The Syrian military announced Friday that its forces recaptured the eastern city of Dair Alzour, Islamic State’s last major urban stronghold in the country, as their Iraqi counterparts wrested control of a key border town from the extremist group.
The simultaneous assaults have squeezed the militants, who once controlled vast stretches of Syria and Iraq, into a dwindling pocket of territory straddling the border between the two countries.
Syrian state media reports said government troops, backed by Russian warplanes and Iranian-supported militias, drove the militants from their remaining footholds in Dair Alzour and were “sweeping” the city to remove any explosive devices left behind.
Hours later, Iraqi Prime Minister Haider Abadi said his forces had taken control of the town of Qaim after seizing a key border post. In a statement issued by his office, Abadi congratulated the country’s military, federal police and allied militias for the operation launched just over a week ago, which he said was completed in “record time.”
The advances marked the latest in a string of military defeats for Islamic State, which has seen its self-declared caliphate crumble in the face of multiple offensives in Syria and Iraq.
A U.S.-backed alliance of Syrian militias took control of Islamic State’s de facto capital, Raqqah, last month, and Iraqi forces recaptured Mosul, the largest city held by the militants, in July.
But as Islamic State loses territory, concern is mounting that the myriad forces arrayed against the militants could turn on each other. Clashes have already erupted in Iraq as Abadi’s troops have moved into contested areas that had been under the control of Kurdish fighters known as the peshmerga.
Syrian officials say they are determined to take back all territory that has fallen from government control since the start of an uprising in March 2011. They may soon focus their attention on oil fields seized by the U.S.- backed fighters known as the Syrian Democratic Forces, an alliance of Kurdish and Arab militias, in a race for control over Islamic State’s remaining territory in Dair Alzour province.
Lelwa Abdullah, a spokeswoman for the Syrian Democratic Forces, accused the government of shelling their positions at the Jafra oil field over the weekend. The Kurdish-led troops have also been contending with periodic attacks by suicide car and truck bombers unleashed by Islamic State, she said.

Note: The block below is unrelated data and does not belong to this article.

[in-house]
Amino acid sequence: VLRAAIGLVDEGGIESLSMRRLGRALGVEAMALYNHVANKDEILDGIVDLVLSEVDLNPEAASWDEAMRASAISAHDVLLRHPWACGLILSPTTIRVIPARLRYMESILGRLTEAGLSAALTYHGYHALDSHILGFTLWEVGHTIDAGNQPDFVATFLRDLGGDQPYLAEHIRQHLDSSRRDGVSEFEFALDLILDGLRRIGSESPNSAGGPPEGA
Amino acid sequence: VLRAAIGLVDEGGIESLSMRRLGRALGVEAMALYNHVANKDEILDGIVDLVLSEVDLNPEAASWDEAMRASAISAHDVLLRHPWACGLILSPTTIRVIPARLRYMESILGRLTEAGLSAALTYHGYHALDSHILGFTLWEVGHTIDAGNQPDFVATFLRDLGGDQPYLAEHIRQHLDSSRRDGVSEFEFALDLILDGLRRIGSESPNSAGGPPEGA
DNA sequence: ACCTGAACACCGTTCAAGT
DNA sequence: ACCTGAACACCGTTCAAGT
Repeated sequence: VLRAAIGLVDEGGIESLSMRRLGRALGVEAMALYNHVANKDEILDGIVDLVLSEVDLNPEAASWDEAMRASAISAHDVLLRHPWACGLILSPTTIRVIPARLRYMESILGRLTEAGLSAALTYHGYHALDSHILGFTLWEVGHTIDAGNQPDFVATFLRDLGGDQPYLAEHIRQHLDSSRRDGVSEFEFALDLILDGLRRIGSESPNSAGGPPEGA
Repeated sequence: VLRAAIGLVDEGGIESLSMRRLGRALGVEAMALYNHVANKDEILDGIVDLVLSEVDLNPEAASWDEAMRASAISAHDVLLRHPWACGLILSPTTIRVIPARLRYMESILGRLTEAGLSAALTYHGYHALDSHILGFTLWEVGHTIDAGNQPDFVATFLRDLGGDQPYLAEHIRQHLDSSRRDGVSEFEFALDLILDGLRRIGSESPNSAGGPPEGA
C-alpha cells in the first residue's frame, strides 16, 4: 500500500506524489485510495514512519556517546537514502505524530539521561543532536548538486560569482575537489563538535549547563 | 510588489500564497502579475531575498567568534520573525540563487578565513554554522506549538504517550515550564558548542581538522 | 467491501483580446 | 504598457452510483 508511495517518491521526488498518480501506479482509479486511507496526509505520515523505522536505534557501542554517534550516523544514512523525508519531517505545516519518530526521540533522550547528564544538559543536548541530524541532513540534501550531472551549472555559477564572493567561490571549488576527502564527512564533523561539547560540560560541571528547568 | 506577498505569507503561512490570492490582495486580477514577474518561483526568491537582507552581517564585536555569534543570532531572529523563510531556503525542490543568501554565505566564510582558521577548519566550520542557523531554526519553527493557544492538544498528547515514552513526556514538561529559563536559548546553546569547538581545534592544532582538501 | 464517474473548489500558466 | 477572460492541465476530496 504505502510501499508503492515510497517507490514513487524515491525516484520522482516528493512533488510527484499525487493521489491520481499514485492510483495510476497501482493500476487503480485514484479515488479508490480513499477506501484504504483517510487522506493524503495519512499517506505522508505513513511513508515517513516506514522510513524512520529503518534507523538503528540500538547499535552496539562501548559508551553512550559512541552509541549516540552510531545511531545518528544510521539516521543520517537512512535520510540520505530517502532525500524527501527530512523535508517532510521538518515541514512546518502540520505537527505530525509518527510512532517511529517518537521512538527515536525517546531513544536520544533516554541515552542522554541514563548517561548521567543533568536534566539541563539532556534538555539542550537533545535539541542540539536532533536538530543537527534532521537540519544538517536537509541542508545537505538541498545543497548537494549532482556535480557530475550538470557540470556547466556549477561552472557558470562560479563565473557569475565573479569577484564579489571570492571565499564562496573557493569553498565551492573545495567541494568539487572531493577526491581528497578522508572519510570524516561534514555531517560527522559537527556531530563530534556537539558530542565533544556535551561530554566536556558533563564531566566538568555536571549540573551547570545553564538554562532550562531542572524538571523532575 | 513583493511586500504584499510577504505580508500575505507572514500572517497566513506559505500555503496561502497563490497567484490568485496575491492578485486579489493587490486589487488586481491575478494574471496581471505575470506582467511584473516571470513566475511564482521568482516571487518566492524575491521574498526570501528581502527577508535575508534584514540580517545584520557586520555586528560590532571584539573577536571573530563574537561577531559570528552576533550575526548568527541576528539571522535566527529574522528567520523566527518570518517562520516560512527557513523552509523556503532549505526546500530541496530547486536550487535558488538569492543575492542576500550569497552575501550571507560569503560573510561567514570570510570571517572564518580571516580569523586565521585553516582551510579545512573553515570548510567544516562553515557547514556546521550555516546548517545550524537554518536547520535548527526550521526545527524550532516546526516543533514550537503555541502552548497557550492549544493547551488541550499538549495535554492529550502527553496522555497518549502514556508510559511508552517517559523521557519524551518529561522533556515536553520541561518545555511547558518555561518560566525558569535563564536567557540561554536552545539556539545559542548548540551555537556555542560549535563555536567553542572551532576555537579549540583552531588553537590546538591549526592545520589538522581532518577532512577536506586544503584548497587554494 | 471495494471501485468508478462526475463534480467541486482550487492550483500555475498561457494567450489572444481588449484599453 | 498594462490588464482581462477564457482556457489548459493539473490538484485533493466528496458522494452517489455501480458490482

The city of Dair Alzour, which sits on the west bank of the Euphrates River, was considered a key asset by Islamic State because of its proximity to the Iraqi border and to oil and gas fields that were an important source of revenue for the militants.
Assad’s forces and their allies punched their way into the city in September, breaking a nearly three-year siege on the handful of neighborhoods that had remained under government control since the militants’ lightning sweep across Syria and Iraq in 2014.
Brig. Gen. Ali Mayhoub, a Syrian military spokesman, described the city’s recapture Friday as a strategic victory, citing its economic importance as well as its location at a crossroads linking the country’s eastern, northern and central regions.
“The liberation of Dair Alzour constitutes the final phase in the complete elimination of the Daesh organization in Syria,” he said in a statement read on state television, using an Arabic acronym for the militants.
Pro-government forces and their U.S.-backed rivals are now charging south toward the border town of Bukamal, the last urban area under the full control of Islamic State, from opposite sides of the Euphrates river as Iraqi forces close in from the east.
The fighting has displaced tens of thousands of civilians, who have poured into overcrowded camps where food and medicine are in short supply and there aren’t enough tents to go around.
Many will be eager to return to Dair Alzour and surrounding villages, although it is not clear how many have a home still standing.